June 22, 2024
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CUNY Law Decides Against Any Student Commencement Speaker After Two Years of Anti-Israel Speeches

After two years of having its student-elected commencement speakers devote much of what is supposed to be a celebratory speech to fellow graduates to attacking Israel, the City University of New York School of Law decided this year not to have a student speaker at all.

The criticism of Israel and its “colonial settler” policies resulted in strong criticism from political and university leaders and the Jewish community.

The school announced in September, before the Oct. 7 Israel-Hamas war, that there would be no student speaker at commencement. However, the graduation was planned to be celebrated with multiple events, including an awards night featuring student-selected speakers and awards, according to law school spokesperson, Elise Hanks Billing.

“CUNY School of Law is dedicated to providing space for open dialogue, academic freedom, and free speech,” she said in a written statement.

The cancellation of the student speaker triggered a lawsuit by several students against university officials, charging they infringed upon their First Amendment Rights.

The school also elected last month to move the commencement ceremony off-campus to the smaller Apollo Theater. Two guest speakers also withdrew from the event, leaving the commencement with no speakers. They were Deborah N. Archer, a civil rights lawyer and president of the American Civil Liberties Union, and litigator Muhammad U. Faridi.

Last year’s student speaker, Fatima Mohammed, had congratulated CUNY for being one of the few law schools to recognize “the law is a manifestation of white supremacy that continues to oppress and suppress people in this nation and around the world.

“In this moment of celebrating who we are I want to celebrate CUNY Law as one of the few, if not the only law school, to make a public statement defending the right of its students to organize and speak out against Israel settler colonialism,” said Mohammed, a member of the law school’s chapter of Students for Justice in Palestine, to loud applause.

Mohammed also celebrated “that this is a school that passed and endorsed BDS (Boycott Divestment Sanctions) on a student and faculty level to speak out against Israel.”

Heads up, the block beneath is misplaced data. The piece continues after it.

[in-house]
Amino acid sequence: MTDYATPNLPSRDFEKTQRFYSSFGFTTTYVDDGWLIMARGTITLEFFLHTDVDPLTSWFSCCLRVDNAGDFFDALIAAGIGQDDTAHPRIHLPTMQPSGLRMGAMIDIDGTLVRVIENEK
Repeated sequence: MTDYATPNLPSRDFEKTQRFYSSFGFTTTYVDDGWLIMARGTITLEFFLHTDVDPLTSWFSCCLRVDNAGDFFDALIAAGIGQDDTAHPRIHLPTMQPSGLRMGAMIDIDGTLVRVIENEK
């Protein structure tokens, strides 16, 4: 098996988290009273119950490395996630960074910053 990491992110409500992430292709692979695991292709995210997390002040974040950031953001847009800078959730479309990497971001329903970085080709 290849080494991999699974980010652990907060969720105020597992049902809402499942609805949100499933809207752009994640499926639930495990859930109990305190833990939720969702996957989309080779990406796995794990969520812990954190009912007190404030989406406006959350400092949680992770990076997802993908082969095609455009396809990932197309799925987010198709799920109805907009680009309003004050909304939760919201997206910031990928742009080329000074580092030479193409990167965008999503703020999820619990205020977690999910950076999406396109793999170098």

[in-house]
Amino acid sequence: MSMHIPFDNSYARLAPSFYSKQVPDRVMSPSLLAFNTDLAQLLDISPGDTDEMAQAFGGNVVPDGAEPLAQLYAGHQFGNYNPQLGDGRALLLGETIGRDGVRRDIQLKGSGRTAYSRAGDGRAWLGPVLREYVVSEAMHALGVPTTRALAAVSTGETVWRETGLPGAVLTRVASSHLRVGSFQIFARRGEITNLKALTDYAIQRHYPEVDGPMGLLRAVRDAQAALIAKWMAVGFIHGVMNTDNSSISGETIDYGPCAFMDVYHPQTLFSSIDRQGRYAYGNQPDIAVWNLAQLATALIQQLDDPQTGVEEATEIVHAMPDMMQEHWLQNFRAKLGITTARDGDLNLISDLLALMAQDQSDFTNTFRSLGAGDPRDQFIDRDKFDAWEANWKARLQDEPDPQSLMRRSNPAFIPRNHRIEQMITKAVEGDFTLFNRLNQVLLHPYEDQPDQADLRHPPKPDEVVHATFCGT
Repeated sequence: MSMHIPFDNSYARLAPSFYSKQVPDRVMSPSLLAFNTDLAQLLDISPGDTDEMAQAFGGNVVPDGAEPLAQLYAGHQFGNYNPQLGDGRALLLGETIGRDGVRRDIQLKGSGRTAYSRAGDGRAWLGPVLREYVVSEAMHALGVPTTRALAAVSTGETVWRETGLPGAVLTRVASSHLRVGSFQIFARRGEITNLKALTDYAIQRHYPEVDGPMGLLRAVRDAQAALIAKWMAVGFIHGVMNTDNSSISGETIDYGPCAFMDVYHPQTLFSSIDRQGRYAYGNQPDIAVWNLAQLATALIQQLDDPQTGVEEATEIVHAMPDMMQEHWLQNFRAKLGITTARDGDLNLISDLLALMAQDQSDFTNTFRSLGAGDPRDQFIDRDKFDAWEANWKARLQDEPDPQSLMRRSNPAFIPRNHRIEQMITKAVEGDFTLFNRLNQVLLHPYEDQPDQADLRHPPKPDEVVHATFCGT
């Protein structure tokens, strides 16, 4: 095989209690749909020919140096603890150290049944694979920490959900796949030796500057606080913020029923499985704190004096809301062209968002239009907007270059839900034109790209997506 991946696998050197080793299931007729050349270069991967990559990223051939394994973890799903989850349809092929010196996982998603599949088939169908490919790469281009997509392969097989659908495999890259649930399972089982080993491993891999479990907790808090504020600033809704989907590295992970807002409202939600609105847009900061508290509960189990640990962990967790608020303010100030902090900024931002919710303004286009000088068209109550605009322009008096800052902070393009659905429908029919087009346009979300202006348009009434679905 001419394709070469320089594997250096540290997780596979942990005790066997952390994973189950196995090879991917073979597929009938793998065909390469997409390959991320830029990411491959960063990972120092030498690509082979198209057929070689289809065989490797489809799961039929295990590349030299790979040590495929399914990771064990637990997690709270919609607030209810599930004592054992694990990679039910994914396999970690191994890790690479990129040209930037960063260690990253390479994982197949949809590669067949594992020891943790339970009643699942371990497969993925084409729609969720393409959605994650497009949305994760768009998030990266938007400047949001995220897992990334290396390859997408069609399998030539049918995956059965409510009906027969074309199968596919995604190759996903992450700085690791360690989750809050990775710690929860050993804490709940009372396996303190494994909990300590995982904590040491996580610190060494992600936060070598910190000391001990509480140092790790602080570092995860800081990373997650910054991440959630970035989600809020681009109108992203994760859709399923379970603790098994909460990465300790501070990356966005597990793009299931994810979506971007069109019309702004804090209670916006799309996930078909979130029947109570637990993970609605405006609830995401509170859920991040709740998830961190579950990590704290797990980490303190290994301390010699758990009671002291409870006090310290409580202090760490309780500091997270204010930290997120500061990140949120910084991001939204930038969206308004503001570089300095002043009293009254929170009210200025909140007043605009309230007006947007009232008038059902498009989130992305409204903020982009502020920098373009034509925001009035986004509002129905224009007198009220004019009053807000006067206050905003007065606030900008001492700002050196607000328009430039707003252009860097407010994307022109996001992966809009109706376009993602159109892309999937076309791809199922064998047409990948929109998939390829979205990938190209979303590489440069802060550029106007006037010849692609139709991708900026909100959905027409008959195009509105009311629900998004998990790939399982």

CUNY Chancellor Felix Matos Rodriguez had issued a statement on behalf of himself and CUNY’s Board of Trustees condemning Mohamed’s “hate speech” and that such remarks “have no place in our city, our state or our nation” and “were a public expression of hate toward people and communities based on their religion, race or political affiliation.”

In 2022 speaker Nerdeen Kiswan gave a speech entirely devoted to deriding Zionists and criticizing Israel. It was often interrupted by enthusiastic applause.

During the speech Kiswani said she feared she would not make it through law school because “of the campaign of Zionist harassment from organizations with ties to Israeli government and military” because she was a pro-Palestinian organizer and cited a series of articles “slandering me personally” and a campaign launched to try and stop her from speaking.

She lauded the law school’s student government for passing a BDS resolution against Israel.

Kiswani had been named in 2020 as “Antisemite of the Year” by stopantisemitism.org. and has posted on Instagram and then taken down photos of herself with known terrorists. She founded Within Our Lifetime, a New York City anti-Israel activist group that was banned from Instagram for violence-inciting hate speech and where she has glorified the Intifada.

The speeches had also drawn criticism from many politicians and Jewish organizations and critics, including the Anti-Defamation League, Agudath Israel, Zionist Organization of America and the Jewish Community Relations Council of New York, which used such terms as “incendiary,” “uncivil,” “evil” and “ an egregious display of hostility toward Zionists” to describe them.

New York is one of 35 states that requires its pension fund to divest from any company that participates in BDS, an anti-Israel divestment movement considered antisemitic by most Jewish organizations and the State Department, and that has been overwhelmingly condemned by Congress.


Debra Rubin has had a long career in journalism writing for secular weekly and daily newspapers and Jewish publications. She most recently served as Middlesex/Monmouth bureau chief for the New Jersey Jewish News. She also worked with the media at several nonprofits, including serving as assistant public relations director of HIAS and assistant director of media relations at Yeshiva University.

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